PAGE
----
Rebuild Economics of environmental stewardship

Building a Regenerative Economy

A new eco­nom­ic sys­tem must be designed to serve the time­less needs of human­i­ty while still mak­ing sure to respect the envi­ron­men­tal lim­i­ta­tions of the planet.

Com­pe­ti­tion does not need to be baked into our econ­o­my. The glob­al econ­o­my can instead incen­tivize coop­er­a­tion on a mas­sive scale. Our cur­rent econ­o­my, that entrench­es rigid class sep­a­ra­tion, could soon enough van­ish into the records of history.

Accord­ing to the regen­er­a­tive eco­nom­ic think­ing shared by impact investor John Fuller­ton and spir­i­tu­al teacher Thomas Hüble, a new eco­nom­ic sys­tem can do much more than react to fac­tors like ris­ing or declin­ing GDP fig­ures. Instead, a new eco­nom­ic sys­tem can become the orga­ni­za­tion­al mod­el by which wealth is redis­trib­uted more equi­tably to meet the basic needs of all peo­ple. By pur­su­ing long-term think­ing, rather than being sole­ly focused on short-term quar­ter­ly prof­its, invest­ments have a bet­ter chance at being more close­ly affil­i­at­ed with eco­log­i­cal con­ser­va­tion and restoration.

Algae bio­plas­tics cul­tur­ing, Eric Klaren­beek and Maart­je Dros

In many ways, a regen­er­a­tive econ­o­my cor­re­sponds to a cir­cu­lar econ­o­my in that both require val­ue chains to make use of recy­cled mate­ri­als and both encour­age pro­duc­tion of longer-last­ing goods. These changes will go hand in hand with more respon­si­ble man­age­ment of nat­ur­al resources. And more last­ing effects will include the cre­ation of social and envi­ron­men­tal cap­i­tal to ensure more demo­c­ra­t­ic access to vital resources.

In overde­vel­oped coun­tries, prin­ci­ples of degrowth will need to be pur­sued to mit­i­gate the risks of over-pro­duc­tion and over-con­sump­tion. In her book, Plen­i­tude: The New Eco­nom­ics of True Wealth, Juli­et B. Schor (Pro­fes­sor of Soci­ol­o­gy at Boston Col­lege) makes the case for an econ­o­my that pri­or­i­tizes eco­log­i­cal and social flour­ish­ing through cul­ti­va­tion of the wealth inher­ent in human rela­tion­ships.23 The idea of plen­i­tude offers an ide­al frame­work for the process of shift­ing val­ues away from mate­r­i­al con­cerns to more far-reach­ing dynam­ics between peo­ple and planet.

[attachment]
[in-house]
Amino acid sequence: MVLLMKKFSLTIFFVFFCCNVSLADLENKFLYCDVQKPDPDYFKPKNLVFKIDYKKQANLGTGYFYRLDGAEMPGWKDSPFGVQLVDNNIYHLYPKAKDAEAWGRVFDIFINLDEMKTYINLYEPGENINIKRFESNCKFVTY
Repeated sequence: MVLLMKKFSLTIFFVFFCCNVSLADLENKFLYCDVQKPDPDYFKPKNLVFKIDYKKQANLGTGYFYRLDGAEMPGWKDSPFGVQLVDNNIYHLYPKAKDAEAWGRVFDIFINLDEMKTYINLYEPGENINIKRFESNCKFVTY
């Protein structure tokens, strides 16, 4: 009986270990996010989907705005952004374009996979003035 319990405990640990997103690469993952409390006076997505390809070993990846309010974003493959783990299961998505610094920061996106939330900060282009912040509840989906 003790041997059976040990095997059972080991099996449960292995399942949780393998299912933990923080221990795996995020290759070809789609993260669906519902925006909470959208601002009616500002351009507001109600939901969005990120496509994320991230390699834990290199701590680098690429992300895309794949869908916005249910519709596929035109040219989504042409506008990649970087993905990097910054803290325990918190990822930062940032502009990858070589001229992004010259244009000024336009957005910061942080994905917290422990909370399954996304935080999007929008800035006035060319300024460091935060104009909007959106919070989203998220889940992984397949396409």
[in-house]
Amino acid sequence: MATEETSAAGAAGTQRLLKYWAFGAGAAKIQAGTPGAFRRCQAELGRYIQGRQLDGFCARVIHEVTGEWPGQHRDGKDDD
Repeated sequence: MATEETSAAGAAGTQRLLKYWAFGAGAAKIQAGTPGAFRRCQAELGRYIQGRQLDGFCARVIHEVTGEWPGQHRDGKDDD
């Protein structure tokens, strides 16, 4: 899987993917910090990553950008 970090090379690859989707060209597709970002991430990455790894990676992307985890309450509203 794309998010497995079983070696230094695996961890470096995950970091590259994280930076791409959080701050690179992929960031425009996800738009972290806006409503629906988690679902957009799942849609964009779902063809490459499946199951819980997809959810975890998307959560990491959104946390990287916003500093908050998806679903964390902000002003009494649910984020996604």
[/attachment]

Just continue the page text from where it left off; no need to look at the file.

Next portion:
“Real change means putting pur­pose at the cen­tre of how val­ue is defined by firms, gov­ern­ments, and the eco­nom­ic the­o­ry that informs pol­i­cy-mak­ers.” — Mar­i­ana Mazzucato

“RIPPLE (cymat­ics 1–9)” Jake Ama­son, 2018

A Pro­fes­sor of Eco­nom­ics of Inno­va­tion and Pub­lic Val­ue at Uni­ver­si­ty Col­lege Lon­don (UCL), Mar­i­ana Maz­zu­ca­to pro­pos­es a kind of sym­bi­ot­ic cap­i­tal­ism in which all par­tic­i­pants thrive.24 We believe in the need to change how pub­lic val­ue is eval­u­at­ed in order to tack­le soci­etal chal­lenges. Pub­lic insti­tu­tions and col­lec­tive enter­pris­es yield ben­e­fits that ought not to be exploit­ed for pri­va­tized profit.

As tax­pay­ers, we cit­i­zens get to be share­hold­ers in the pub­lic ser­vices that enable untold oppor­tu­ni­ties to devel­op. It’s essen­tial we stand up for com­mon access to the very secu­ri­ties that make inno­va­tion possible.

The econ­o­my can shift to empow­er local­ized solu­tions to endem­ic prob­lems. In this way, the very act of prob­lem-solv­ing becomes a means for going straight to the root cause of unfair eco­nom­ic agen­das. In the future we imag­ine, gov­ern­ments, com­pa­nies, and insti­tu­tions will enact mea­sures to set an agen­da of basic decen­cy, dig­ni­ty, and oppor­tu­ni­ty to pur­sue mean­ing and pur­pose in one’s life.

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